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When Barry hurt his back several weeks ago Wilkes was shifted to the small forward position and was told that he now was the man. He responded with 25 points against Seattle, then scored 31 against the Lakers. When Barry returned, Wilkes went back to power forward, again in Barry's shadow.
"Playing with Rick isn't all that bad," says Wilkes. "I get a lot of open shots because of him. He's so great one-on-one, they all sag on him, leaving me open. And you learn a lot from Barry just watching him."
Says Attles, "Talking about that Rookie of the Year award. I don't know of any first-year player—and darn few veterans—who are making more of a contribution to any team. And a winning team. And he's just scratching the surface. You tend to forget he's a first-year man.
"The best thing is that he's not trying to be someone else. He's just trying to be the best player Keith Wilkes can be, and that's all you can ask."
"The award would be nice," says Wilkes, "but I don't get all wound up thinking about it. It's like when I came into the league—I didn't want to pressure myself. I had no expectations. I thought I could play to my satisfaction but I didn't know how long the transition would take." As it has turned out, it didn't take very long at all.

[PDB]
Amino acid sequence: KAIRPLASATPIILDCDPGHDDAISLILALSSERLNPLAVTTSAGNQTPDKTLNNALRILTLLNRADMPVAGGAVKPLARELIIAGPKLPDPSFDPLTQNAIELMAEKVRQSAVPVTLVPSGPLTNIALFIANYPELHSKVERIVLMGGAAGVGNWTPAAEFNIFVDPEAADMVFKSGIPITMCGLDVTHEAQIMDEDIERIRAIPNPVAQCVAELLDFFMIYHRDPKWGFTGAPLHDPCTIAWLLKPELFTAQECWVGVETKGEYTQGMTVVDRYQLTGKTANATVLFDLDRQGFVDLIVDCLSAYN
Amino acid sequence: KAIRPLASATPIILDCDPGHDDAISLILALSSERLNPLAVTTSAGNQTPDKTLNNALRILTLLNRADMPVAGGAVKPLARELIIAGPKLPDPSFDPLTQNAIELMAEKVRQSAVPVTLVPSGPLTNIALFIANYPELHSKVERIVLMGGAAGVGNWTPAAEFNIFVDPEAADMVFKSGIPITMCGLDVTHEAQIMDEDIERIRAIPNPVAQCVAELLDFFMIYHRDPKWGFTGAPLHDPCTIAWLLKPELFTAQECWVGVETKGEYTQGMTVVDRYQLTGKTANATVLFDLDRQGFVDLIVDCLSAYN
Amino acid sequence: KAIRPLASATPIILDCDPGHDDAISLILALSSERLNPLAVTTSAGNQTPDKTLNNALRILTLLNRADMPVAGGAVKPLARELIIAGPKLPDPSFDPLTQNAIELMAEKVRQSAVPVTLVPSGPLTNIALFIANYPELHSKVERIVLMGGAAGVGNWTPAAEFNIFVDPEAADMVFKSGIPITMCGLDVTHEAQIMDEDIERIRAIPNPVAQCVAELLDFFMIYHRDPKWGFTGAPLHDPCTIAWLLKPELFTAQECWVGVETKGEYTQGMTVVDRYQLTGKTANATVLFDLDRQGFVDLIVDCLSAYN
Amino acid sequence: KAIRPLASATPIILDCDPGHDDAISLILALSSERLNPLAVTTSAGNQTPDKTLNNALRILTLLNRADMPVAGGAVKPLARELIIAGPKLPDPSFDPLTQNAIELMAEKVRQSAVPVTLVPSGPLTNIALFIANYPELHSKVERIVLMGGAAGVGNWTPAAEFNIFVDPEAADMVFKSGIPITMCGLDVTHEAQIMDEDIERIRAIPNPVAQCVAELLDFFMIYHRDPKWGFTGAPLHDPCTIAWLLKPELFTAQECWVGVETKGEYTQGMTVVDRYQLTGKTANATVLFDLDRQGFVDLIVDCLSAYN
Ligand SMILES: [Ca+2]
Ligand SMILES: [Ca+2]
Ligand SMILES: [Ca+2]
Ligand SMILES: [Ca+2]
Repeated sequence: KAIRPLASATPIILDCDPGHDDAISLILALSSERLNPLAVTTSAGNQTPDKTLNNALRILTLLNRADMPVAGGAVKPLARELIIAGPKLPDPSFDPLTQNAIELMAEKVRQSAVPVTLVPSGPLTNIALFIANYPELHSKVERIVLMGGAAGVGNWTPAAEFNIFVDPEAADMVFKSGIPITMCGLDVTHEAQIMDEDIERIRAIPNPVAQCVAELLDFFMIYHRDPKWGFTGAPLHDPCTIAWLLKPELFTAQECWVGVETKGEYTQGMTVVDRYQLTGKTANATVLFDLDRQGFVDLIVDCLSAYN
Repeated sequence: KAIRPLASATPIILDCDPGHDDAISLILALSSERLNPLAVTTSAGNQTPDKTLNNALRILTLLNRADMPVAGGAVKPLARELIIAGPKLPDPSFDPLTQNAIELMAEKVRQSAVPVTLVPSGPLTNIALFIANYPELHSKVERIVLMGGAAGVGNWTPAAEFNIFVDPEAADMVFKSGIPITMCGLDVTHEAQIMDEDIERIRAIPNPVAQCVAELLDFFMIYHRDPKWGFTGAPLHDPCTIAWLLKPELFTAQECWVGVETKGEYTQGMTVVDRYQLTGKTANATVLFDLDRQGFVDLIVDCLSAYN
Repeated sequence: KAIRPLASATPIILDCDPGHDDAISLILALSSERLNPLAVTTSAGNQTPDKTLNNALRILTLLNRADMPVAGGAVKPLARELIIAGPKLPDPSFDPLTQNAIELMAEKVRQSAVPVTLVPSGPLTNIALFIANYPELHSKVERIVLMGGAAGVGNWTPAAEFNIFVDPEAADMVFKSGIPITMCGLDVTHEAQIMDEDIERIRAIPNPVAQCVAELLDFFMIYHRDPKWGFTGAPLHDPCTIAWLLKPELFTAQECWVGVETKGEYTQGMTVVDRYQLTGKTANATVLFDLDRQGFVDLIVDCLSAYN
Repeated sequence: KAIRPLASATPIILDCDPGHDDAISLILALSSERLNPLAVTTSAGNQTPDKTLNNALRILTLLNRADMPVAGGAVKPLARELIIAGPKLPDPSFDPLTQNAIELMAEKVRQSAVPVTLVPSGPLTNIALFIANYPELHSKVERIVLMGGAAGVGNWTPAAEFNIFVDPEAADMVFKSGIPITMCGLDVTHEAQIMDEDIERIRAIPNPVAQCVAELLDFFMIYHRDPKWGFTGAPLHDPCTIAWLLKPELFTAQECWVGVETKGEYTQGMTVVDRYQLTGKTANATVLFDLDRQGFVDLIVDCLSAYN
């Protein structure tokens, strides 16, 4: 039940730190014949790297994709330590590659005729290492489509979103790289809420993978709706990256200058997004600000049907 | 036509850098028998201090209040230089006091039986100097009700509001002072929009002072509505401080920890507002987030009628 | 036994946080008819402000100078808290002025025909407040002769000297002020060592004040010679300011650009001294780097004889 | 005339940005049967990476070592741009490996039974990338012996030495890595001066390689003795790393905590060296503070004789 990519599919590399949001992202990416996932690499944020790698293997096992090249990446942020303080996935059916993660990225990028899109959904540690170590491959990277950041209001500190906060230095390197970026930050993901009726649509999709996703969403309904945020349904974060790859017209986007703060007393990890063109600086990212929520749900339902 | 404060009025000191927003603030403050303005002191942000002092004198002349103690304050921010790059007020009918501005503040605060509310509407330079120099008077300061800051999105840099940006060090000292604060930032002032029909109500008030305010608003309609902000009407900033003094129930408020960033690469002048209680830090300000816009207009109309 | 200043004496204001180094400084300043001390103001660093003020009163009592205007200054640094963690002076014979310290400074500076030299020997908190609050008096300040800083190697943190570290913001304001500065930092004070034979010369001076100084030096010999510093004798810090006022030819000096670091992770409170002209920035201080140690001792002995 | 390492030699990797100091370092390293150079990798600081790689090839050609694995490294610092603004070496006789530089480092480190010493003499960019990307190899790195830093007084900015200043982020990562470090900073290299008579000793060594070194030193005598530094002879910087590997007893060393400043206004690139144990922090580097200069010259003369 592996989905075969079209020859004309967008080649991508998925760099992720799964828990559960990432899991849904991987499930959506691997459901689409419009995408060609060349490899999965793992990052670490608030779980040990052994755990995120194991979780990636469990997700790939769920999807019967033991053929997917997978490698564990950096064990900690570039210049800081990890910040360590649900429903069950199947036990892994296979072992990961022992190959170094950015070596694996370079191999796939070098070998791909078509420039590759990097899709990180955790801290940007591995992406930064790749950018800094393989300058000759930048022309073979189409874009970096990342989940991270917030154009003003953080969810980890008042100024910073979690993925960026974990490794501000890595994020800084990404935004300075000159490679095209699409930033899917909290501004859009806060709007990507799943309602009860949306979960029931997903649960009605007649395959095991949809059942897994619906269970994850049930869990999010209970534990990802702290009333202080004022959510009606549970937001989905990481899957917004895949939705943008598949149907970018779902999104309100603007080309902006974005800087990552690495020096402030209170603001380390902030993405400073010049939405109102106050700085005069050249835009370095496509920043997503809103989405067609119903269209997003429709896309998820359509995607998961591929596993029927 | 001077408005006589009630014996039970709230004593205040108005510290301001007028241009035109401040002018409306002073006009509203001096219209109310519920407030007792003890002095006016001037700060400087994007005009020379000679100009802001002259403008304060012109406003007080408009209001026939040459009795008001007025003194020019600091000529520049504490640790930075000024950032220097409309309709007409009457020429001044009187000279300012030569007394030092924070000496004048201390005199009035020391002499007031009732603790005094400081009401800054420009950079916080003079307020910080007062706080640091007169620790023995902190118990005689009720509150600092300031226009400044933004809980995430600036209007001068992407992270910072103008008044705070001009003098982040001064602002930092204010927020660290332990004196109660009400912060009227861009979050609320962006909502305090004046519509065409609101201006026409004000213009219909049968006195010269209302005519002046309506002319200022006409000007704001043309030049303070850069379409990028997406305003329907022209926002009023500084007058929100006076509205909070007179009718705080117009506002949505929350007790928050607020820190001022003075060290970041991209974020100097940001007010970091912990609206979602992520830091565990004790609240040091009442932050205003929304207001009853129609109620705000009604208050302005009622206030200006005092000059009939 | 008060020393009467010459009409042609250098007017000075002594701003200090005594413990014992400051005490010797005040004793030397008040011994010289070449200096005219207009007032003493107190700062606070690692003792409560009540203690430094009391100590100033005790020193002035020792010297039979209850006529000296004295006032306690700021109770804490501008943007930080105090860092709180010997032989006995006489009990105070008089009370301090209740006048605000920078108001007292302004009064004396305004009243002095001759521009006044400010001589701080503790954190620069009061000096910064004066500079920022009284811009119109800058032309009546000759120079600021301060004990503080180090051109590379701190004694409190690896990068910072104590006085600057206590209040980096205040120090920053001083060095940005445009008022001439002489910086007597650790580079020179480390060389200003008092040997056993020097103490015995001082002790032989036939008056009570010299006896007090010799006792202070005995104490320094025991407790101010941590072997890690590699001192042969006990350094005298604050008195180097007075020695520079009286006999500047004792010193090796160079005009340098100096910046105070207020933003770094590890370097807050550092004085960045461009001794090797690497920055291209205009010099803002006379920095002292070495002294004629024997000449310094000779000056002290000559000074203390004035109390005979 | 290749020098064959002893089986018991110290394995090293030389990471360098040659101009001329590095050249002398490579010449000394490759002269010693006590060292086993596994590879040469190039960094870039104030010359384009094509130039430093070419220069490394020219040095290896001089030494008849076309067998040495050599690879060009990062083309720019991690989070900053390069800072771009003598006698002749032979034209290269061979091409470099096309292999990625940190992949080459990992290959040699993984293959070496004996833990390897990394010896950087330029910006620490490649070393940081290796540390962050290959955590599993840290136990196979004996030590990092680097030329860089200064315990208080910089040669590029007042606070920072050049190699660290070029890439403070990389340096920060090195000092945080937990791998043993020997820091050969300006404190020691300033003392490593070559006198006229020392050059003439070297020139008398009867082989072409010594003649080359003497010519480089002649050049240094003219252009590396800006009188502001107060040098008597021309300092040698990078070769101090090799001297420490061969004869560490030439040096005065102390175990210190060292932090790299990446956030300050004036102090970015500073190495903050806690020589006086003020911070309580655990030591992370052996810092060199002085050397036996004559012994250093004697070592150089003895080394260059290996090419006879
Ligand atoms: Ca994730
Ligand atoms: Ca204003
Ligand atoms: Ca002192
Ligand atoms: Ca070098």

At Atlanta the transition of John Drew from college to the professional ranks took only the first 48 minutes of the season. That's the amount of time the 6'6", 205-pound 20-year-old from little Gardner-Webb needed to score 32 points against Chicago in the NBA opener. "He's got my vote as Rookie of the Year right now," said the Bulls' Chet Walker. "He's the best rookie I've seen in four years."
"One day early in the season we were watching a tape of one of the games we played last season," says Cotton Fitzsimmons, Drew's coach. "We were watching Lou Hudson put on one of his good moves. I heard clapping in the back of the room. It was Drew. Now in a game, some guy on the other team puts on a good move and John still applauds. He's really something."
At college—or, as Drew says, at Sweet Gardner-Webb—the big kid from the little high school in Beatrice, Ala. used to save clippings on major college basketball stars. People like Bill Walton. They were his idols. He was scoring only 25.9 points a game last year, just so-so for a guy who once scored 77 and 74 points in back-to-back high school games.
"If you haven't seen J.D. shoot, you wouldn't believe him," says teammate Dean Meminger. "He's one of the best offensive machines I've seen in pro basketball. He's incredible now and he's going to be unbelievable."